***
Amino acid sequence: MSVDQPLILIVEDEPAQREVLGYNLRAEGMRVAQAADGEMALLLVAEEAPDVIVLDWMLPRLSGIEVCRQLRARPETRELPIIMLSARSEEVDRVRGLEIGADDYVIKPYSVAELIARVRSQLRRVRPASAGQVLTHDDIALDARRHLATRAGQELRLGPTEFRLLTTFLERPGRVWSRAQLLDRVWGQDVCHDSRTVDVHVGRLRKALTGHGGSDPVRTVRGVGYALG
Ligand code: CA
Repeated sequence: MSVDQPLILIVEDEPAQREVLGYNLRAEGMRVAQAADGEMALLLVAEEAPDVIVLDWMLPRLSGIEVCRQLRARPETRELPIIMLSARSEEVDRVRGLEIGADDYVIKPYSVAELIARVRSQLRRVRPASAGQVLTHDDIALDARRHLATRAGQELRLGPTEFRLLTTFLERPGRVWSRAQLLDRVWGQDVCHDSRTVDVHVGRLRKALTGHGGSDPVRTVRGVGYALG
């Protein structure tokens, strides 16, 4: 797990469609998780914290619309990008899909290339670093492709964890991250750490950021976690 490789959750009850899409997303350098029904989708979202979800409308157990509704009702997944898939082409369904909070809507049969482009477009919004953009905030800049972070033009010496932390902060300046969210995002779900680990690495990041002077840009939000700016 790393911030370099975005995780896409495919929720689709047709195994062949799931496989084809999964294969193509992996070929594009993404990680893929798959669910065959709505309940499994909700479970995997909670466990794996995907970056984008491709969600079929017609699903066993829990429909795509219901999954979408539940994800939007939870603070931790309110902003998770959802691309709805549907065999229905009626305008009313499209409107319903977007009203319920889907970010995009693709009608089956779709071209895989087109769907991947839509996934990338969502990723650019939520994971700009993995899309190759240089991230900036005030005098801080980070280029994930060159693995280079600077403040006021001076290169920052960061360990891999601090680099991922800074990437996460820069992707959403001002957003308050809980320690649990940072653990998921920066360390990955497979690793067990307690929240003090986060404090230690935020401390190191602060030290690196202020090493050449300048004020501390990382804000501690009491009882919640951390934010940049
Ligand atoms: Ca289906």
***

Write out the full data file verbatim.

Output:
Amino acid sequence: MSVDQPLILIVEDEPAQREVLGYNLRAEGMRVAQAADGEMALLLVAEEAPDVIVLDWMLPRLSGIEVCRQLRARPETRELPIIMLSARSEEVDRVRGLEIGADDYVIKPYSVAELIARVRSQLRRVRPASAGQVLTHDDIALDARRHLATRAGQELRLGPTEFRLLTTFLERPGRVWSRAQLLDRVWGQDVCHDSRTVDVHVGRLRKALTGHGGSDPVRTVRGVGYALG
Ligand code: CA
Repeated sequence: MSVDQPLILIVEDEPAQREVLGYNLRAEGMRVAQAADGEMALLLVAEEAPDVIVLDWMLPRLSGIEVCRQLRARPETRELPIIMLSARSEEVDRVRGLEIGADDYVIKPYSVAELIARVRSQLRRVRPASAGQVLTHDDIALDARRHLATRAGQELRLGPTEFRLLTTFLERPGRVWSRAQLLDRVWGQDVCHDSRTVDVHVGRLRKALTGHGGSDPVRTVRGVGYALG
């Protein structure tokens, strides 16, 4: 797990469609998780914290619309990008899909290339670093492709964890991250750490950021976690 490789959750009850899409997303350098029904989708979202979800409308157990509704009702997944898939082409369904909070809507049969482009477009919004953009905030800049972070033009010496932390902060300046969210995002779900680990690495990041002077840009939000700016 790393911030370099975005995780896409495919929720689709047709195994062949799931496989084809999964294969193509992996070929594009993404990680893929798959669910065959709505309940499994909700479970995997909670466990794996995907970056984008491709969600079929017609699903066993829990429909795509219901999954979408539940994800939007939870603070931790309110902003998770959802691309709805549907065999229905009626305008009313499209409107319903977007009203319920889907970010995009693709009608089956779709071209895989087109769907991947839509996934990338969502990723650019939520994971700009993995899309190759240089991230900036005030005098801080980070280029994930060159693995280079600077403040006021001076290169920052960061360990891999601090680099991922800074990437996460820069992707959403001002957003308050809980320690649990940072653990998921920066360390990955497979690793067990307690929240003090986060404090230690935020401390190191602060030290690196202020090493050449300048004020501390990382804000501690009491009882919640951390934010940049
Ligand atoms: Ca289906």